Foods to Avoid

Some of the worst liver stressors are sugar, caffeine and Trans fats. The category of sugar also includes high-fructose corn syrup and artificial sweeteners like aspartame and Splenda. Alcohol is also a liver stressor, as are many over the counter medications (especially acetaminophen). Preservatives and food colorings add to the liver’s workload, as these unnatural ingredients need to be processed by the liver. In general, processed foods include many of the top liver stressing ingredients and should be avoided. Additionally, the pesticides, hormones and antibiotics that are widely used in our food supply are all toxic to our livers. Buying organic produce and selecting meat and dairy that are free of antibiotics and hormones is very helpful in lessening the toxic burden in your body. If you’re diet includes all of the above mentioned foods to avoid, then you are a great candidate for a detoxification program where the goal is to minimize or eliminate these foods from your diet for a period of time. Adding foods to your diet that help strengthen your liver is the next step.

Foods to Enjoy

Nature provides us with many wonderfully detoxifying foods. Garlic and onions are cleansing foods that can be incorporated easily into most recipes. Fresh vegetables that are great detoxifiers include broccoli, cauliflower, broccoli sprouts and artichokes. Leafy green vegetables have chlorophyll, which helps the liver remove environmental toxins. Cilantro has been shown to speed up the pace of excretion of heavy metals from the body, making it an amazing detoxifying agent. All fresh fruit is good for detox as they are full of vitamin C, fiber, and many antioxidants. Green tea has been shown to have Catechin, which speeds up liver activity. In general, the fresher and cleaner your diet the more effective and healthy your liver and metabolism.
Other ways to Detoxify
In addition to cleaning up your diet, you can minimize the toxins in your environment by using chemical free cleaners in your house and by using natural personal care products. Avoid dry cleaning when possible, and when you do dry clean take the plastic bag off your clothing before it comes into your house so the chemicals can be aired out of the clothes. Practicing clean and green habits in your lifestyle and your diet will help your body’s natural healing system and allow your metabolic engine to run more efficiently.
A Diet Plan for Women

A Diet Plan for Women

Diet Help – A Stress Free Plan
Expert’s Name:  Robin Pruitt
 
The Sources of Digestive Stress

It is common to experience digestive problems during menopause, though the causes are not always clear. It may be due to age-related decreases in the production of hydrochloric acid and enzymes. It may be due to gall bladder problems. It may be due to mental/emotional stress caused by lack of sleep and the frustration of dealing with the symptoms of menopause. It may be a combination of these factors. No matter what the cause, one of the best ways to reduce the stress on your body during menopause is to eat a diet that is packed with nutrients yet easy to digest.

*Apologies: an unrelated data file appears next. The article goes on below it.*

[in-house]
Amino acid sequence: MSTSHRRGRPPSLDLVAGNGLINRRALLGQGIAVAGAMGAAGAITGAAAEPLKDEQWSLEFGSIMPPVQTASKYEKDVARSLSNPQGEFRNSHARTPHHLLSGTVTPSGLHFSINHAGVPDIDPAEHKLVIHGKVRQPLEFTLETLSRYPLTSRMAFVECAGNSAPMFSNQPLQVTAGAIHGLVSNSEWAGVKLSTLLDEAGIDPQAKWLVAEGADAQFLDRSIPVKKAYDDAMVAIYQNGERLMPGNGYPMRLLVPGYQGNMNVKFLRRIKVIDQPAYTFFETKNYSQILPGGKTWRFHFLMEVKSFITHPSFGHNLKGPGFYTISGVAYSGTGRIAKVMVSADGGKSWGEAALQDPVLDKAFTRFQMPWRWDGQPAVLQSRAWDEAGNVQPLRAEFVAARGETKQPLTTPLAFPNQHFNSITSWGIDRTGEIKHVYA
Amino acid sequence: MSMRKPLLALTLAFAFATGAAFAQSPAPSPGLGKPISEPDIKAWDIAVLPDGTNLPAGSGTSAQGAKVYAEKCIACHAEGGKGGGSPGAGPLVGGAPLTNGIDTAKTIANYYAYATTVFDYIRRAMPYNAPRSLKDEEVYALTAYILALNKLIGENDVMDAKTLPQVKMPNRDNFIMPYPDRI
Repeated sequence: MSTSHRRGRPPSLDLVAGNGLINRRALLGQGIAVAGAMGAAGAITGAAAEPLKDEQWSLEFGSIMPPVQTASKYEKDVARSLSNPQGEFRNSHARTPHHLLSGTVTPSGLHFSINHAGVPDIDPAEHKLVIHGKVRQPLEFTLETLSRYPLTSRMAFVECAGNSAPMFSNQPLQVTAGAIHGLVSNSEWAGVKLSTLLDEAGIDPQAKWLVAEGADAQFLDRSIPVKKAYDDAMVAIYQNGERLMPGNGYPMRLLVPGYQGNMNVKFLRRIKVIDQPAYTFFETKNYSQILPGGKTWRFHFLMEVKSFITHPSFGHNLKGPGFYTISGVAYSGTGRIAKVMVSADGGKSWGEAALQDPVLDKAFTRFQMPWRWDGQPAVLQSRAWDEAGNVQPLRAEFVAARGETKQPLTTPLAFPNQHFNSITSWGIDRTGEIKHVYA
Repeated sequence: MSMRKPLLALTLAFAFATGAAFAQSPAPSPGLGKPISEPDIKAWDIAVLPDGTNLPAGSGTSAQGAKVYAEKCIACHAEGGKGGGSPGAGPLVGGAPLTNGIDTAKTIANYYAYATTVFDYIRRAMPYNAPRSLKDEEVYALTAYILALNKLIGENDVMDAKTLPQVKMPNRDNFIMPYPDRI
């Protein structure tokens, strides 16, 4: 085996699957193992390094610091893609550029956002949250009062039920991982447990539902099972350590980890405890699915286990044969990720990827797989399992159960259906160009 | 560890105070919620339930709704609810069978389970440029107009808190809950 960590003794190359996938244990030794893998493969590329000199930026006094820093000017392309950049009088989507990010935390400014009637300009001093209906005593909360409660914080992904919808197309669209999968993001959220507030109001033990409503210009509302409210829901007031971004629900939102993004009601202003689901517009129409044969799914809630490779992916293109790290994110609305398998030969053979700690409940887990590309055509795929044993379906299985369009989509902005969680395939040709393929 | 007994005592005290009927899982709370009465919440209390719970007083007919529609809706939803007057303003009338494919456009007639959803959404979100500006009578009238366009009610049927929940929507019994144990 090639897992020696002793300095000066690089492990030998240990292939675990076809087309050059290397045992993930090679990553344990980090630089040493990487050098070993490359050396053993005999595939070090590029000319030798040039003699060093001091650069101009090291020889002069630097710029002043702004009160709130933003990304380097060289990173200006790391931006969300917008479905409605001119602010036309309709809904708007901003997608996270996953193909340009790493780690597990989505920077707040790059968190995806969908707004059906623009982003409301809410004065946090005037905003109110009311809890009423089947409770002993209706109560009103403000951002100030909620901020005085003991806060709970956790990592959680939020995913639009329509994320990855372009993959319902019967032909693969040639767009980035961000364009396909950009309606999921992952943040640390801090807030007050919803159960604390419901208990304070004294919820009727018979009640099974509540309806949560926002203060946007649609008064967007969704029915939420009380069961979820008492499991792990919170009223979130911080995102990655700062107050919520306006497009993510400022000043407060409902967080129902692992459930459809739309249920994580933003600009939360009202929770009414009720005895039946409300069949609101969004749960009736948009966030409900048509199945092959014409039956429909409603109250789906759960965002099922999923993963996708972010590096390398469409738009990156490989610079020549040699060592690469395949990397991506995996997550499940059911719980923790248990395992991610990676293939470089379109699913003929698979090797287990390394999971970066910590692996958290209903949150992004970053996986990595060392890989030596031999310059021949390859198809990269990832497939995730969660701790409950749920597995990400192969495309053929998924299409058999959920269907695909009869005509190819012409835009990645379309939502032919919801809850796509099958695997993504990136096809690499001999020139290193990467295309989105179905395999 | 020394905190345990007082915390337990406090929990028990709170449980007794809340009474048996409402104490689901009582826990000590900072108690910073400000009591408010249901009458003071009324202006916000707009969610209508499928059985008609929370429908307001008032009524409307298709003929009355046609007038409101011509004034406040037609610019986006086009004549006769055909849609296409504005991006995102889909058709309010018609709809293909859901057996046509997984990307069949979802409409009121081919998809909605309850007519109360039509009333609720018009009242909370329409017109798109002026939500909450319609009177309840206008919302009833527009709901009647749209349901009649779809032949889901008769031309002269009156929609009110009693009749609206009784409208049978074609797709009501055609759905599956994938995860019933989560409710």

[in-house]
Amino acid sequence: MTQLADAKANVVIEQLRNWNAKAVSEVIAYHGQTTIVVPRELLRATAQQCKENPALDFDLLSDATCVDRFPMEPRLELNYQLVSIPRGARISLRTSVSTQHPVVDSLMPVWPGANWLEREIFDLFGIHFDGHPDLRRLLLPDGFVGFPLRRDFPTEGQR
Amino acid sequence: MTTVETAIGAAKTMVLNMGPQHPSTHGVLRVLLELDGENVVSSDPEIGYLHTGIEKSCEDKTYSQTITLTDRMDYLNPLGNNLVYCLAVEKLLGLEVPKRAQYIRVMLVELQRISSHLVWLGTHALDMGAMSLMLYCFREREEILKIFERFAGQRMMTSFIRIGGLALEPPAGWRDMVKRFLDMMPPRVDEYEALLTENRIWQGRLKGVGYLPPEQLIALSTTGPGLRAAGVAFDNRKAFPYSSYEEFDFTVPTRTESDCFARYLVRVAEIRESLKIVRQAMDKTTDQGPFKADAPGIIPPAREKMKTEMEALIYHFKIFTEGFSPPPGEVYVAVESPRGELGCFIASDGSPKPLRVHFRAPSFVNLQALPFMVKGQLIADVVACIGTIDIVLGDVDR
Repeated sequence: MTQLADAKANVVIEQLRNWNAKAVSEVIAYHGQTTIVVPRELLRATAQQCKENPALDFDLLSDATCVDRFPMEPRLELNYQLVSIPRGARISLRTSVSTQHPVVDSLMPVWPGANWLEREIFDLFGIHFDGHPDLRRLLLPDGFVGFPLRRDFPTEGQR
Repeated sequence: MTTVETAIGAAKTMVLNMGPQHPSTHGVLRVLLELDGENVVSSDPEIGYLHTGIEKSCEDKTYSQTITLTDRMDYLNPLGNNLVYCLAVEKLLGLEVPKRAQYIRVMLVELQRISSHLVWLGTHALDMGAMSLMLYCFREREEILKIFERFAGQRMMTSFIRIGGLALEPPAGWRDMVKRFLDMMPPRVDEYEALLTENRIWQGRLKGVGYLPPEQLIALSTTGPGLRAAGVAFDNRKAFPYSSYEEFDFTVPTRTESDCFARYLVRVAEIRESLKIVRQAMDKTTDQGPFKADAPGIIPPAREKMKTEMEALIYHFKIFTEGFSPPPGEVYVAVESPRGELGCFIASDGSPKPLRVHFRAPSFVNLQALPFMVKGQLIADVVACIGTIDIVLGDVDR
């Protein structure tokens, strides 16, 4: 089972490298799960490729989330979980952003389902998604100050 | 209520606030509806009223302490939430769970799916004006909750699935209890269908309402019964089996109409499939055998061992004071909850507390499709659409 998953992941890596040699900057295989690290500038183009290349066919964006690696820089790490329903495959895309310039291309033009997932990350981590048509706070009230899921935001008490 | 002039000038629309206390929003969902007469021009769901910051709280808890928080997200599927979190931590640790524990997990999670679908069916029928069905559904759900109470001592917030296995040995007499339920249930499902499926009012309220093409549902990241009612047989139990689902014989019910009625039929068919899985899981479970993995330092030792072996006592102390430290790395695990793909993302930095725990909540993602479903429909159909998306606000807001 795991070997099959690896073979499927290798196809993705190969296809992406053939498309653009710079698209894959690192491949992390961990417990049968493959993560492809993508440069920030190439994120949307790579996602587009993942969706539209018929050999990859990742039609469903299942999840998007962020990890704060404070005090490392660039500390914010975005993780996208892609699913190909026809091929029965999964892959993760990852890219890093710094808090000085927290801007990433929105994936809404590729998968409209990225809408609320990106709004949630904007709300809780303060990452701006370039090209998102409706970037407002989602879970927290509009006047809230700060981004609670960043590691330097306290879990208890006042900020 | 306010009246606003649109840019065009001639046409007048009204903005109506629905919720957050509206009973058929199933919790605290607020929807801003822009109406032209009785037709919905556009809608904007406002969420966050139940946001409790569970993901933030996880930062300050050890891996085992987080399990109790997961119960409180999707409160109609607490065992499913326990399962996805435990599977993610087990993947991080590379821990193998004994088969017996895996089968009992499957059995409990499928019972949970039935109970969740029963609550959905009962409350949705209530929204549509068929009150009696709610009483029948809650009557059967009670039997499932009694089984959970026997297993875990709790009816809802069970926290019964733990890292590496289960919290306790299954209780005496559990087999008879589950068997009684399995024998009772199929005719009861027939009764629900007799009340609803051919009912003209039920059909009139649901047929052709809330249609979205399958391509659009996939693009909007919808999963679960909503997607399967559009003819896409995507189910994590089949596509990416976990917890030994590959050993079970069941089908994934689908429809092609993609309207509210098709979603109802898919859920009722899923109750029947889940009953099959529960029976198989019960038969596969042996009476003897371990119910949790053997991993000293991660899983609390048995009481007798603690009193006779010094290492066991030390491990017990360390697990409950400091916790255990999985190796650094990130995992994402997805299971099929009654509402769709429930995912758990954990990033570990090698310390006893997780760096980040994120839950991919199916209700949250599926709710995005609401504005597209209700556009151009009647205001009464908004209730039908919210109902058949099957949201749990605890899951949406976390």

We get our energy from the food we eat. Of course, we have to use some of that energy to digest our food. The heavier our diet, the more energy it takes to digest the food, absorb the nutrients and eliminate the waste, and therefore the less energy we have left over to fuel our other activities.

Our culture overemphasizes the requirement for protein, and most Americans eat far more protein than our bodies require. Since our bodies can’t store protein, we must process it all when eaten. Protein is more difficult to digest than carbohydrates or fat, and the process of digesting excess protein that the body cannot use is stressful to the liver, kidneys and immune system. Excess consumption of meat and dairy proteins can result in bone loss as the body taps its own calcium reserves to neutralize the acid conditions of animal protein metabolism.

Not All Carbs are Equal

Carbohydrates are the body’s preferred form of fuel because they’re the easiest to digest.

Of course, simple sugar, or glucose, is a carbohydrate, and in fact the body breaks all food down into glucose to use as fuel for the cells. However, ingesting pure glucose gives the body too much too fast while providing none of the vitamins and nutrients needed to sustain our bodies. All carbohydrates are not created equal, and emphasizing the wrong kind of carbohydrate can have serious implications for our health.